The Ultimate Travel First Aid Kit: Beyond the Basics
When it comes to travel, preparation is key. While most people remember to pack the essentials, a well-stocked first aid kit often gets overlooked. Sure, everyone knows to pack bandaids and sanitizer if we remember, but what about those less obvious items that could be a lifesaver in a pinch? Here’s our guide to packing a travel first aid kit that goes beyond the basics to keep you healthy & ready to move!
Beyond the Basics
Don’t forget your prescription medications and add a few extra days’ worth in case you get delayed. It’s best to travel with these in their original containers, and be sure to check if any of your medications or prescriptions are banned if traveling overseas (Benadryl, for example!). If you’re traveling overseas, anti-malaria medication and preventive traveler’s diarrhea remedies should be in the bag, too. Over the counter pills like an anti-fever/anti-inflammatory (Advil, Tylenol), stomach remedy (Pepto-Bismol, Immodium, Antacid), ointment for cuts or scrapes (Neosporin) and bandages in a few sizes are always a good idea. If you have allergies, remember your medication and EpiPens!
Beyond that, here are some other things you might want to pack in your first aid kit next time you travel:
- Saline Solution Drops
Plain saline eye drops come in single-use droppers. These are great for dry eye after a flight, and can even be used to wash off a wound or gargle for dental emergencies!
- Blister Bandages
Thicker than a regular bandaid, these water-resistant blister guards stay on and prevent blisters from opening and creating a risk for infection. Use as prevention or protection, your choice!
- Electrolyte Tablets or Powder
Dehydration can be a serious concern, especially when in hot climates, traveling by air, doing physical activity or after a bout of traveler’s diarrhea. Electrolyte tablets or powder sticks can be dissolved in water to quickly replace lost salts and fluids, helping to prevent and treat dehydration.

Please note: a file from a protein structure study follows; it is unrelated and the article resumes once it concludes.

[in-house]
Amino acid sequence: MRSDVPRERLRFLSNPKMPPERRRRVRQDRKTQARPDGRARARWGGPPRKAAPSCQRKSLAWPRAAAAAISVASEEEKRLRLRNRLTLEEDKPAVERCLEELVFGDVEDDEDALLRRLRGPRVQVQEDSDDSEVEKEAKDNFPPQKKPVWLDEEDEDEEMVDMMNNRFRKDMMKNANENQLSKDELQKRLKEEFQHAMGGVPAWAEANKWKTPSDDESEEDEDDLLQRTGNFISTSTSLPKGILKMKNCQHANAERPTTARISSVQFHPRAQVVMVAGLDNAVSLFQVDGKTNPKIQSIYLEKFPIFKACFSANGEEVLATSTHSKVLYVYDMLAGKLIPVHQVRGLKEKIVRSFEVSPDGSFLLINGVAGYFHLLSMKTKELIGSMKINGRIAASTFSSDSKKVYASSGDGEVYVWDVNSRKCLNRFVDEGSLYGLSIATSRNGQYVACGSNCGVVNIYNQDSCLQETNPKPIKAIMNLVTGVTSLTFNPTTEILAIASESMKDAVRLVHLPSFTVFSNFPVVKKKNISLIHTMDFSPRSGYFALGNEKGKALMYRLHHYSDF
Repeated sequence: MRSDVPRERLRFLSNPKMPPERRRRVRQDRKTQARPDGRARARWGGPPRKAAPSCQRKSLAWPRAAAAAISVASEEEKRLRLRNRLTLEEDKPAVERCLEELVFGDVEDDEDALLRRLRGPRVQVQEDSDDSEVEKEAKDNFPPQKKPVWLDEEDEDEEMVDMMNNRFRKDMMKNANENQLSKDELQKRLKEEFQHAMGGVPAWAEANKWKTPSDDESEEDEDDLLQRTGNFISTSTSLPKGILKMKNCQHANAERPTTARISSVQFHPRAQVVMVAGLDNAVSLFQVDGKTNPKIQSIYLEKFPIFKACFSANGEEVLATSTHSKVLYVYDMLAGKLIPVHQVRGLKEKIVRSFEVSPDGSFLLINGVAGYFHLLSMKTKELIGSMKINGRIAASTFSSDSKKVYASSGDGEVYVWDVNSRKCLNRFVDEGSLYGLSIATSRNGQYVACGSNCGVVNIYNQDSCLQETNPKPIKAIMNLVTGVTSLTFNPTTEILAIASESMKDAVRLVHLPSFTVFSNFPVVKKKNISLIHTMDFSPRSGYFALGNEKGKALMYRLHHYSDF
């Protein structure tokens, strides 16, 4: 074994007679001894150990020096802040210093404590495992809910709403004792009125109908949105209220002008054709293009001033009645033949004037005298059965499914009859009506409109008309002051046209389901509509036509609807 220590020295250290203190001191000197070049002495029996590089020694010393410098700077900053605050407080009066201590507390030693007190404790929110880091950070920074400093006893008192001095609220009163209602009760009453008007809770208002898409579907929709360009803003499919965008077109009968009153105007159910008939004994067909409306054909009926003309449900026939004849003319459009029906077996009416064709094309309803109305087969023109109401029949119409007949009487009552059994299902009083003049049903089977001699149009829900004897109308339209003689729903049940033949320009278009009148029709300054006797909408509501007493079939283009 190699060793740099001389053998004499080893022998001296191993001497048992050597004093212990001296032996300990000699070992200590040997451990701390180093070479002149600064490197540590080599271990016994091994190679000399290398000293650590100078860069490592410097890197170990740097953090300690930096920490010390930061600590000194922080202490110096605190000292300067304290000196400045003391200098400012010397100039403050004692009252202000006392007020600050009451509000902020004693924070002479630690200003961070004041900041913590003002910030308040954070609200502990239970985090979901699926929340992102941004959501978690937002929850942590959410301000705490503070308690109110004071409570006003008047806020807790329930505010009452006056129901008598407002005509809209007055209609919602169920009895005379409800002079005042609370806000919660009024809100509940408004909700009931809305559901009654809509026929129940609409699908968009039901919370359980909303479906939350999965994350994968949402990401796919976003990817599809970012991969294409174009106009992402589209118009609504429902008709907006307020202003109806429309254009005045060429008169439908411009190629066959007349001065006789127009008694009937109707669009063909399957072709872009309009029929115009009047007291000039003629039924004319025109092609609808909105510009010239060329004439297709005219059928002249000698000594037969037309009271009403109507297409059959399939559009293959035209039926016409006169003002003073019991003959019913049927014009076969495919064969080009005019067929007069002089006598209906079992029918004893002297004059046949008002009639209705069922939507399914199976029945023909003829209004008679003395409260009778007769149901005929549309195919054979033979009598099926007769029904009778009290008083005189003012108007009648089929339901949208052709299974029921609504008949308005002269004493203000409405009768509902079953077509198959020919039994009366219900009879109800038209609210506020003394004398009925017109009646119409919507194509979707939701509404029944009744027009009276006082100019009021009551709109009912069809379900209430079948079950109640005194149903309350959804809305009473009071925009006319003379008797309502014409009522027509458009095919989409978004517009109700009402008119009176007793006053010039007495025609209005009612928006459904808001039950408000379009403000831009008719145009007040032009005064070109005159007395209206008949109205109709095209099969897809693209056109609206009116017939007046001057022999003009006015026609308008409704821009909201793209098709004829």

- COVID Tests
A rapid COVID test is a great thing to pack – if you feel symptoms coming on, you can test to know if you should be staying in or it’s OK to go out. A two-pack is best, as the first test can be taken too early and produce a negative result.
- Face Masks
Not just for COVID, face masks are helpful when traveling to areas of poor air quality – a valley during an inversion, an international destination with smog, or incoming smoke from a wildfire can all affect lung health and predispose you to getting sick.
- Insect Bite Relief Cream
Insect bites can be more than just annoying; they can lead to skin infections if not treated promptly. An insect bite relief cream can help alleviate itching and reduce inflammation.
- Medical Tape
A small roll of medical tape doesn’t take up space, but can be used for many things. It can hold things in place, be used for makeshift repairs, cover wounds or make bandages water resistant.
- Safety Pins
These can be used to fasten bandages, repair clothing, help dislodge ticks or splinters, and if you’re really adventurous, even as a makeshift fishhook in survival situations! Opt for a variety of sizes to suit different needs.
Tweezers can help remove foreign objects like splinters and bee stings, or even relieve pressure from an ingrown nail. Be sure to sterilize with rubbing alcohol with each use.
- Emergency Card
You should always travel with a card that details your name, allergies, emergency contact and insurance. You can include pertinent information like a brief medical, surgical and vaccination history, and your blood type in case you ever need medical attention. This can be kept in your first aid kit, just be sure to tell travel companions if you’re not able to access it yourself.
A comprehensive first aid kit can make all the difference when facing unexpected health issues while traveling. By including these additional items, you’ll be even better prepared for whatever your journey throws your way. Remember, it’s always better to have it and not need it than to need it and not have it.